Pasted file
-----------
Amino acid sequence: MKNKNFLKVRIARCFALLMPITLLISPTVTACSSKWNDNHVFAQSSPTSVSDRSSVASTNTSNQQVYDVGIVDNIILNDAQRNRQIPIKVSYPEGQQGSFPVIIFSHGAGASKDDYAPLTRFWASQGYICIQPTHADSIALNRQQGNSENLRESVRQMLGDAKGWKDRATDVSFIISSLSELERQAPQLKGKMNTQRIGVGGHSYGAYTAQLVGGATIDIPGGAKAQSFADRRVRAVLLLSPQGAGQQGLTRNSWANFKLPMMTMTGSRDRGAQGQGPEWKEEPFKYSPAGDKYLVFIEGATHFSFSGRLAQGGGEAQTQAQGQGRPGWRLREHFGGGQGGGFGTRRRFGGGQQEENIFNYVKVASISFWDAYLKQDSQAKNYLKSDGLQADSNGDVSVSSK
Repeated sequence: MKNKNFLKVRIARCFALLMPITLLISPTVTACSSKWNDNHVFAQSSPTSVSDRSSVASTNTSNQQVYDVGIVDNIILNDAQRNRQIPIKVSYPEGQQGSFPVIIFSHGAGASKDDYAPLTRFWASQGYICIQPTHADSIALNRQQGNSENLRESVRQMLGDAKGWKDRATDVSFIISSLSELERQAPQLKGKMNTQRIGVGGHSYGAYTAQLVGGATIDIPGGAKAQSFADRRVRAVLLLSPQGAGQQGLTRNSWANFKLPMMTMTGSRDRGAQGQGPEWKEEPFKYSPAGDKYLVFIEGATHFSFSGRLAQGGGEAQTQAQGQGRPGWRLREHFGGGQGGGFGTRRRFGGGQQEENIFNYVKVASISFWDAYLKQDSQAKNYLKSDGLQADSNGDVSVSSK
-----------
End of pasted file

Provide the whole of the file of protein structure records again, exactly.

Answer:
Amino acid sequence: MKNKNFLKVRIARCFALLMPITLLISPTVTACSSKWNDNHVFAQSSPTSVSDRSSVASTNTSNQQVYDVGIVDNIILNDAQRNRQIPIKVSYPEGQQGSFPVIIFSHGAGASKDDYAPLTRFWASQGYICIQPTHADSIALNRQQGNSENLRESVRQMLGDAKGWKDRATDVSFIISSLSELERQAPQLKGKMNTQRIGVGGHSYGAYTAQLVGGATIDIPGGAKAQSFADRRVRAVLLLSPQGAGQQGLTRNSWANFKLPMMTMTGSRDRGAQGQGPEWKEEPFKYSPAGDKYLVFIEGATHFSFSGRLAQGGGEAQTQAQGQGRPGWRLREHFGGGQGGGFGTRRRFGGGQQEENIFNYVKVASISFWDAYLKQDSQAKNYLKSDGLQADSNGDVSVSSK
Repeated sequence: MKNKNFLKVRIARCFALLMPITLLISPTVTACSSKWNDNHVFAQSSPTSVSDRSSVASTNTSNQQVYDVGIVDNIILNDAQRNRQIPIKVSYPEGQQGSFPVIIFSHGAGASKDDYAPLTRFWASQGYICIQPTHADSIALNRQQGNSENLRESVRQMLGDAKGWKDRATDVSFIISSLSELERQAPQLKGKMNTQRIGVGGHSYGAYTAQLVGGATIDIPGGAKAQSFADRRVRAVLLLSPQGAGQQGLTRNSWANFKLPMMTMTGSRDRGAQGQGPEWKEEPFKYSPAGDKYLVFIEGATHFSFSGRLAQGGGEAQTQAQGQGRPGWRLREHFGGGQGGGFGTRRRFGGGQQEENIFNYVKVASISFWDAYLKQDSQAKNYLKSDGLQADSNGDVSVSSK